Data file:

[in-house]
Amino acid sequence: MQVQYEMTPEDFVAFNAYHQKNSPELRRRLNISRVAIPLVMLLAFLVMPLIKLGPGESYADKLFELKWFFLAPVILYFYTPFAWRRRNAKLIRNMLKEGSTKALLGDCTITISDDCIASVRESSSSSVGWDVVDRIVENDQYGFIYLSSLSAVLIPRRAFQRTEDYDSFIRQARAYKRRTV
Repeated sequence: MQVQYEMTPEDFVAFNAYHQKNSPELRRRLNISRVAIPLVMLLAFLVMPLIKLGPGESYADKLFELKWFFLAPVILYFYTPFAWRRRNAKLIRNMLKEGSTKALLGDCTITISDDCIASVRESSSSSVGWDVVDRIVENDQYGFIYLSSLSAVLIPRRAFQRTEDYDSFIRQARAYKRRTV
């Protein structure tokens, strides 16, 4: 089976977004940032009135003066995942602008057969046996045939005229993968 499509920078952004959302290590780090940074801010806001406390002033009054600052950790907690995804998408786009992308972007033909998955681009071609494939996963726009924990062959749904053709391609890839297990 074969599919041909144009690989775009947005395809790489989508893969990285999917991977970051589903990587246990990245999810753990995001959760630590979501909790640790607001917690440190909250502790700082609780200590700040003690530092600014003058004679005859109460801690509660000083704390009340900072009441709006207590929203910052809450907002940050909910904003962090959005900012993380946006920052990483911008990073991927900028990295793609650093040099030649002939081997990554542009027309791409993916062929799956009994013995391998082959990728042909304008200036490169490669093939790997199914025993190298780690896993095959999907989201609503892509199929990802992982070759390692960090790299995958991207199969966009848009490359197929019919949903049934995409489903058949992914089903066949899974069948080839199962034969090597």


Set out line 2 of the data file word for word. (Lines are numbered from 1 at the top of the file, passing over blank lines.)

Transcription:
Amino acid sequence: MQVQYEMTPEDFVAFNAYHQKNSPELRRRLNISRVAIPLVMLLAFLVMPLIKLGPGESYADKLFELKWFFLAPVILYFYTPFAWRRRNAKLIRNMLKEGSTKALLGDCTITISDDCIASVRESSSSSVGWDVVDRIVENDQYGFIYLSSLSAVLIPRRAFQRTEDYDSFIRQARAYKRRTV